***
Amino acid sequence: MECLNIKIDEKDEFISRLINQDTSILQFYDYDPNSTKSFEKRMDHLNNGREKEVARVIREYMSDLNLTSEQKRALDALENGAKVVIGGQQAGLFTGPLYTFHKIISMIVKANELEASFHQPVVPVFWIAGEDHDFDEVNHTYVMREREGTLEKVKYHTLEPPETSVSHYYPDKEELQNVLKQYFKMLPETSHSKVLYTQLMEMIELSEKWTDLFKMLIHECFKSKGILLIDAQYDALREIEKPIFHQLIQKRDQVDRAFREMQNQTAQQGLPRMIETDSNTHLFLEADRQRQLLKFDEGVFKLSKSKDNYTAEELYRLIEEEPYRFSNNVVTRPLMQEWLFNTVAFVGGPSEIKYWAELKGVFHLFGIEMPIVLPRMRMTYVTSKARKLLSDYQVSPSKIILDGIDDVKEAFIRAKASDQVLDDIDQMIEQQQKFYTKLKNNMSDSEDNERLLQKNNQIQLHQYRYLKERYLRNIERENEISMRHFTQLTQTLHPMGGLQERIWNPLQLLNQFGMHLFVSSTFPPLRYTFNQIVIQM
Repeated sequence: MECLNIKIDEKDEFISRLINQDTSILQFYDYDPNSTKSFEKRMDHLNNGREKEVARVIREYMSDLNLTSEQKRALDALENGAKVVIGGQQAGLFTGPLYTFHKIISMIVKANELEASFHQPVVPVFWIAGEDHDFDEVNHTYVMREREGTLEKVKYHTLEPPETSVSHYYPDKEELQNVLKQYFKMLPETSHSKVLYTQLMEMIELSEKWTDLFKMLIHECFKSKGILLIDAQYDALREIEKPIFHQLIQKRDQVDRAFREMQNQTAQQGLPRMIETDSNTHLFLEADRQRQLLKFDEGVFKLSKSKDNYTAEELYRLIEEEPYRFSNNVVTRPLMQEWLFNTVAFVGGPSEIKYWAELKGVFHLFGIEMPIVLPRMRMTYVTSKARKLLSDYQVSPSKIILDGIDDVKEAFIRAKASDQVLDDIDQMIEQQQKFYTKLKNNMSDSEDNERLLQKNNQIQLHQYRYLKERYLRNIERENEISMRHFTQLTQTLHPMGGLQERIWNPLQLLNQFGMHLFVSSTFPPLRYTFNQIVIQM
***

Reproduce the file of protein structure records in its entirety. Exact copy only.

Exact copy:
Amino acid sequence: MECLNIKIDEKDEFISRLINQDTSILQFYDYDPNSTKSFEKRMDHLNNGREKEVARVIREYMSDLNLTSEQKRALDALENGAKVVIGGQQAGLFTGPLYTFHKIISMIVKANELEASFHQPVVPVFWIAGEDHDFDEVNHTYVMREREGTLEKVKYHTLEPPETSVSHYYPDKEELQNVLKQYFKMLPETSHSKVLYTQLMEMIELSEKWTDLFKMLIHECFKSKGILLIDAQYDALREIEKPIFHQLIQKRDQVDRAFREMQNQTAQQGLPRMIETDSNTHLFLEADRQRQLLKFDEGVFKLSKSKDNYTAEELYRLIEEEPYRFSNNVVTRPLMQEWLFNTVAFVGGPSEIKYWAELKGVFHLFGIEMPIVLPRMRMTYVTSKARKLLSDYQVSPSKIILDGIDDVKEAFIRAKASDQVLDDIDQMIEQQQKFYTKLKNNMSDSEDNERLLQKNNQIQLHQYRYLKERYLRNIERENEISMRHFTQLTQTLHPMGGLQERIWNPLQLLNQFGMHLFVSSTFPPLRYTFNQIVIQM
Repeated sequence: MECLNIKIDEKDEFISRLINQDTSILQFYDYDPNSTKSFEKRMDHLNNGREKEVARVIREYMSDLNLTSEQKRALDALENGAKVVIGGQQAGLFTGPLYTFHKIISMIVKANELEASFHQPVVPVFWIAGEDHDFDEVNHTYVMREREGTLEKVKYHTLEPPETSVSHYYPDKEELQNVLKQYFKMLPETSHSKVLYTQLMEMIELSEKWTDLFKMLIHECFKSKGILLIDAQYDALREIEKPIFHQLIQKRDQVDRAFREMQNQTAQQGLPRMIETDSNTHLFLEADRQRQLLKFDEGVFKLSKSKDNYTAEELYRLIEEEPYRFSNNVVTRPLMQEWLFNTVAFVGGPSEIKYWAELKGVFHLFGIEMPIVLPRMRMTYVTSKARKLLSDYQVSPSKIILDGIDDVKEAFIRAKASDQVLDDIDQMIEQQQKFYTKLKNNMSDSEDNERLLQKNNQIQLHQYRYLKERYLRNIERENEISMRHFTQLTQTLHPMGGLQERIWNPLQLLNQFGMHLFVSSTFPPLRYTFNQIVIQM